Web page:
As a Vail local, the more time I spend in the rugged Gore Range, the more appreciative & grateful I am to have these peaks so close to home. After over a decade of driving all over this state to climb 14ers over & over & over again, I think finally I’m more than content at exploring and climbing Gore Peaks for the time being. Also, after our Kilimanjaro climb this August, helping my wife, Kristine, finish climbing all of the 14ers this summer, and with Fall knocking on the door, I am extremely psyched to get back to our local peaks and in the heart of the Gore Range. I’d always wanted to traverse the Ripsaw Ridge from the first time I had heard about it. Upon reading Brian Miller’s (lordhelmut) TR on the Ripsaw from July 2010, I was extra energized to get this traverse. The Ripsaw is a ridge extending from Peak C (as its northern terminus) south to Peak G. However, in theory, this ridge continues south from Peak G onto Peaks H, J, P, West Partner (Peak U), East Partner Peak (Peak V) and so forth. The Ripsaw is a very sustained class 3/4 ridge over several miles where some low class 5 moves are almost unavoidable and typically welcomed in our case to add some excitement. It always seems my initial plan of traverses is a little over ambitious thinking we could do Peak C to West Partner Peak in a day or so…yeah right. But, we did complete the proper part of Ripsaw from Peak C to Peak G. Peak G to West Partner will have to wait for another day. We did the Partner Traverse (East to West Partner) last July 2010.
Ripsaw Ridge (Peak C – Peak G) from Meadow Mtn near Minturn in May, 2009
Good buds J, Caleb (RoanMtnMan), & myself backpacked in to the base of Peak C and set up camp on a nice rocky rib in the trees. Having climbed Peak C a few times via its SW couloir, I knew the turnoff pretty well and where we should camp to get an early start up Peak C. Amazingly, on the backpack in, I found my wife’s knit cap on a rock that she must have lost over a year ago on our climb of Mt. Powell when she took a stumble across one of the creeks.
Kristine’s dirty knit cap
We got a 5:30am start out of camp and made quick work of the hike into the upper tarn-filled basin below Peak C’s SW couloir in the dark. Climbing Peak C’s SW couloir is most definitely easier & more pleasant in the Spring when it is snow-filled as I have done before.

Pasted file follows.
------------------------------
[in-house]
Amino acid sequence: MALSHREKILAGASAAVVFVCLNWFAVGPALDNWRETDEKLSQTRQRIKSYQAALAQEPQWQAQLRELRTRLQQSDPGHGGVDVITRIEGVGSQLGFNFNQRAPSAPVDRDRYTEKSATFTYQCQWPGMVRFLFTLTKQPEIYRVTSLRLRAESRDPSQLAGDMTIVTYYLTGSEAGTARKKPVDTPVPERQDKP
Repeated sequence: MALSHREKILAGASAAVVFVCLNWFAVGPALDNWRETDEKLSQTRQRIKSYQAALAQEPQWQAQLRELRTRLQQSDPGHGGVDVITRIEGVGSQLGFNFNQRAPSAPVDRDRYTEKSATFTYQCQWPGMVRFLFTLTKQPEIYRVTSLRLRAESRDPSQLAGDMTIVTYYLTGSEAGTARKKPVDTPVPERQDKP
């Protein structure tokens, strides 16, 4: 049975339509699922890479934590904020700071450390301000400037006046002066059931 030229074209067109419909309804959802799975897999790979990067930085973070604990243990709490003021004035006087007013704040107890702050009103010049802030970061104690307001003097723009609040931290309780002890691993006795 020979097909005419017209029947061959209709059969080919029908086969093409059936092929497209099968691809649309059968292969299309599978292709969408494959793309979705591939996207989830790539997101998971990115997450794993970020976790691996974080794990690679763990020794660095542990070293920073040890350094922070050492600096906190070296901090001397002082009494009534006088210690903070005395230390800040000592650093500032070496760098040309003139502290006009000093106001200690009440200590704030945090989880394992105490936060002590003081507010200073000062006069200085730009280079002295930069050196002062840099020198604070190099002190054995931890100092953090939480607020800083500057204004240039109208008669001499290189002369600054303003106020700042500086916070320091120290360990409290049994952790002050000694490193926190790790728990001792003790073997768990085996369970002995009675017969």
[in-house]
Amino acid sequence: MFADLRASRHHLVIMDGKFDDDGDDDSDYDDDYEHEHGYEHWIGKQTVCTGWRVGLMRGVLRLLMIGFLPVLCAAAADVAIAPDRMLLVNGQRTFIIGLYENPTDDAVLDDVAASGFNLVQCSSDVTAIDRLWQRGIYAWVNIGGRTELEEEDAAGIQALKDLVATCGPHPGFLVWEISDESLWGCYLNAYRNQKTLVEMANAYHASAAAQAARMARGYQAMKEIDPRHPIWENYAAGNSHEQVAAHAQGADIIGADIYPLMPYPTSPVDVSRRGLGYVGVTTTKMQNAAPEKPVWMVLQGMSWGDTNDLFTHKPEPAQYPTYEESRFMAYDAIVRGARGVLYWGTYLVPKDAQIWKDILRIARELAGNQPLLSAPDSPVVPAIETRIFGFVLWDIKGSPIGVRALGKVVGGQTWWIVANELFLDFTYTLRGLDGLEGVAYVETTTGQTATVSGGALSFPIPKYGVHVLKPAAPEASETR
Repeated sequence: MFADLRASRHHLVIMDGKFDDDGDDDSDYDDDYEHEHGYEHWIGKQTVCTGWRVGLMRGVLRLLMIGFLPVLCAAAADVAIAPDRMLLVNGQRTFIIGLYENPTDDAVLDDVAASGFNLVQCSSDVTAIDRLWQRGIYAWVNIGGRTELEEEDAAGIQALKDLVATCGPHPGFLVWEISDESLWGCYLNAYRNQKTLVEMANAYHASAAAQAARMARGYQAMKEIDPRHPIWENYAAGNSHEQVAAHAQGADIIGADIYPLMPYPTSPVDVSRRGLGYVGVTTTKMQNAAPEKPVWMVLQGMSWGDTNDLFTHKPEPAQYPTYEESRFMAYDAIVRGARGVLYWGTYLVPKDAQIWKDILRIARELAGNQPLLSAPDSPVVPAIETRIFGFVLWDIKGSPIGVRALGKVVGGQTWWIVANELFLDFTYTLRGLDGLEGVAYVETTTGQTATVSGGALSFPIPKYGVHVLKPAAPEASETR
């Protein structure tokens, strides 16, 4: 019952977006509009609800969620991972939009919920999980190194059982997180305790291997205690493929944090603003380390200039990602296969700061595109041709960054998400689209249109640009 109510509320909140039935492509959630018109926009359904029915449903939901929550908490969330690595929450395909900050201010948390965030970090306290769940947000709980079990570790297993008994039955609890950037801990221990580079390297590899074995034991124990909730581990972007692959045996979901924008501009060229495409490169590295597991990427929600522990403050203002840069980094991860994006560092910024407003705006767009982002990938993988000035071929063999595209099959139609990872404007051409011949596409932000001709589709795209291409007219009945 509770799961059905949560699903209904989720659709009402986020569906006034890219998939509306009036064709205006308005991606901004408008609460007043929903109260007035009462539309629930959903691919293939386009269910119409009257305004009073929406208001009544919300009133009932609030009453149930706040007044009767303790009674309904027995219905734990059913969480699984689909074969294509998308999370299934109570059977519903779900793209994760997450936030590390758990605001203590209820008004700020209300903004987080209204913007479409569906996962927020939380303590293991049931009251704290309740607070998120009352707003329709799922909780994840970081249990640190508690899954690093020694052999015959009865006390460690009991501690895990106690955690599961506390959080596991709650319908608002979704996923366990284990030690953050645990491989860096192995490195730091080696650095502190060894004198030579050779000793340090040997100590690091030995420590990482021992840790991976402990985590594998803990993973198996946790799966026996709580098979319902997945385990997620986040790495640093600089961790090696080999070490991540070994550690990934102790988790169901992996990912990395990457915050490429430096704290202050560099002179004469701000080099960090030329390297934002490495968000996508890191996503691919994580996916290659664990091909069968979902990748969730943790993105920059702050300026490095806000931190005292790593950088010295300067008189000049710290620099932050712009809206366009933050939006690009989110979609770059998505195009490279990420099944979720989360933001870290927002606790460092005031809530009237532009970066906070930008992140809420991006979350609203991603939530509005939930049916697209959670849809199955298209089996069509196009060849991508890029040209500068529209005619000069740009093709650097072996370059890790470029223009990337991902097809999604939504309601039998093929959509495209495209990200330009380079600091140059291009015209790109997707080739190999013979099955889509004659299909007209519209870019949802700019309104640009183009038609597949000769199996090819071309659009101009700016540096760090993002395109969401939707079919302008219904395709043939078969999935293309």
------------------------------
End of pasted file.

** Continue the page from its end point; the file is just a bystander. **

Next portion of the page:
Caleb climbing Peak C’s SW couloir and almost to the notch between Peaks C & C-Prime
We then reached the notch between Peaks C & C-Prime and took a left up the fun class 4 rock which then turns into class 2/3 rock to Peak C’s summit.
J at the notch between Peaks C & C-Prime and Caleb starting the class 4 rock
We had a great view of our day’s work of the Ripsaw Ridge to the south.
J & Caleb climbing Peak C’s south ridge w/ Ripsw Ridge behind
Piney Lake from Peak C’s summit
Peak C summit (13,220′)
Descending back to the notch between Peaks C & C-Prime, we then climbed down the very loose Peak C SW couloir several hundred feet to the access rock gully up to Peak C-Prime’s south ridge. This access gully is about 1/3 of the way down from the notch between Peaks C & C-Prime. It is loose as well but soon splits and we followed the steeper yet more stable left branch (class 4 rock) to reach a point just south of Peak C-Prime’s summit block. From this point, it is a fun class 3/4 scramble to Peak C-Prime’s summit on its SE face.
The access ramp on Peak C-Prime’s SE face to gain some nice class 3/4 rock to the summit
J & Caleb climbing class 3/4 rock after the access ramp
Me sitting on top of Peak C-Prime’s summit block
Once we descended Peak C-Prime’s summit block, the ridge over to Peak D’s summit block is probably the easiest section of the Ripsaw (mostly class 2).
Downclimbing Peak C-Prime’s summit block to the Peak C-Prime/D saddle
On the ridge to Peak D
Once at the base of Peak D’s summit block, we scrambled up to a fun class 4 dihedral and then skirted a gendarme around to the southwest.
Our approximate route up Peak D’s north ridge
Ascending the class 4 didehral up Peak D’s north ridge
J looking up at our approximate route up the remaining north ridge of Peak D (after skirting the gendarme)
Caleb climbing to Peak D’s summit